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Diane Whitmore Schanzenbach

Margaret Walker Alexander Professor of Human Development and Social Policy

PhD, Economics, Princeton University, 2002

Diane Whitmore Schanzenbach is an economist who studies policies aimed at improving the lives of children in poverty, including education, health, and income support policies. Her work traces the impact of major public policies such as the Food Stamp Program, school finance reform, and early childhood education on children’s long-term outcomes. She is the Margaret Walker Alexander Professor in the School of Education and Social Policy.

Schanzenbach has published in many top-tier economics journals. Her research is regularly cited in top media outlets, and she has testified before both the Senate and House of Representatives on her research.

From 2015–17, she served as director of the Hamilton Project at the Brookings Institution in Washington, D.C., and from September 2017 until July 2023, she was IPR's director. She is a research associate at the National Bureau of Economic Research, a nonresident senior fellow at the Brookings Institution, and a research associate at the Institute for Research on Poverty at the University of Wisconsin-Madison. She is an elected member of the National Academy of Education and the National Academy of Social Insurance.

Current Research

Impacts of Nutrition Assistance Programs. With various coauthors, Schanzenbach is working on understanding the impacts of nutrition assistance programs—including the food-stamp program and school meals. In this ongoing work, she investigates child outcomes such as health, obesity, and academic outcomes, and outcomes regarding family finances such as food security and spending. Since the COVID-19 pandemic struck, she has been researching the effects of the pandemic on food insecurity in real time. She also has created an app with an IPR summer undergraduate research assistant that tracks measures of food insecurity across all 50 states.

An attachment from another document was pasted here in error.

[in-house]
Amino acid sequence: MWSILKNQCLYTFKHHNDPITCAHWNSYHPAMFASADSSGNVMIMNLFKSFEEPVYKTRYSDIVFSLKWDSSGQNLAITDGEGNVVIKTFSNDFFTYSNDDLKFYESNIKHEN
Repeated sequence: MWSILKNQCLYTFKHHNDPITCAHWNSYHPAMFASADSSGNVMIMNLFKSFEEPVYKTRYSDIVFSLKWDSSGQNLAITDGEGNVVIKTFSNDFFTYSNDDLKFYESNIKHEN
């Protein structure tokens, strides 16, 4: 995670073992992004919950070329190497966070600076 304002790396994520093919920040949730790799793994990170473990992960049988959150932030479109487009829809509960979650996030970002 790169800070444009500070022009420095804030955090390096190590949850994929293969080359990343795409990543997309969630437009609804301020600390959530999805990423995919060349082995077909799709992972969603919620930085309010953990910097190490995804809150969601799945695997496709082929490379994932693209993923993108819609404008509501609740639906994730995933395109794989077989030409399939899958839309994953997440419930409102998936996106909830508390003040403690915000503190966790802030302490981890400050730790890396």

Selected Publications

Journal Articles

Schanzenbach, D. W., and M. Strain. Forthcoming. Employment effects of the Earned Income Tax Credit: Taking the long view. Tax Policy and the Economy.

Schanzenbach, D. W. 2019. Exploring options to improve the Supplemental Nutrition Assistance Program (SNAP). The ANNALS of the American Academy of Political and Social Science, ed. R. Moffitt and J. Ziliak. 686(1): 204–28.

Anderson, P., K. Butcher, and D. W. Schanzenbach. 2019. Understanding recent trends in childhood obesity in the United States. Economics and Human Biology 34: 16–25.

Hoynes, H., and D. W. Schanzenbach. 2018. Safety net investments in children. Brookings Papers on Economic Activity, Spring 2018.

Lafortune, J., J. Rothstein, and D. W. Schanzenbach. 2018. School finance reform and the distribution of student achievement. American Economic Journal: Applied Economics 10(2): 1–26. 

Anderson, P., K. Butcher, and D. W. Schanzenbach. 2017. The effect of school accountability policies on children’s health. Education Finance and Policy 12(1): 54–76. 

Hoynes, H., D. W. Schanzenbach, and D. Almond. 2016. Long-run impacts of childhood access to the safety netAmerican Economic Review 106(4): 903–34.

Anderson, P., K. Butcher, and D. W. Schanzenbach. 2015. Changes in safety net use during the Great Recession. American Economic Review 105(5): 161–65.

Cascio, E., and D. W. Schanzenbach. 2013. The impacts of expanding access to high-quality preschool education. Brookings Papers on Economic Activity 2013: 127–78.

Hoynes, H., and D. W. Schanzenbach. 2012. Work incentives and the Food Stamp Program. Journal of Public Economics 96(1-2): 151–62.

Almond, D., H. Hoynes, and D. W. Schanzenbach. 2011. Inside the war on poverty: The impact of food stamps on birth outcomes. Review of Economics and Statistics 93(2): 387–404.

Chetty, R., J. Friedman, N. Hilger, E. Saez, D. W. Schanzenbach, and D. Yagan. 2011. How does your kindergarten classroom affect your earnings? Evidence from Project STAR. Quarterly Journal of Economics 126(4): 1593–660.

Neal, D., and D. W. Schanzenbach. 2010. Left behind by design: Proficiency counts and test-based accountability. The Review of Economics and Statistics 92(2): 263–83.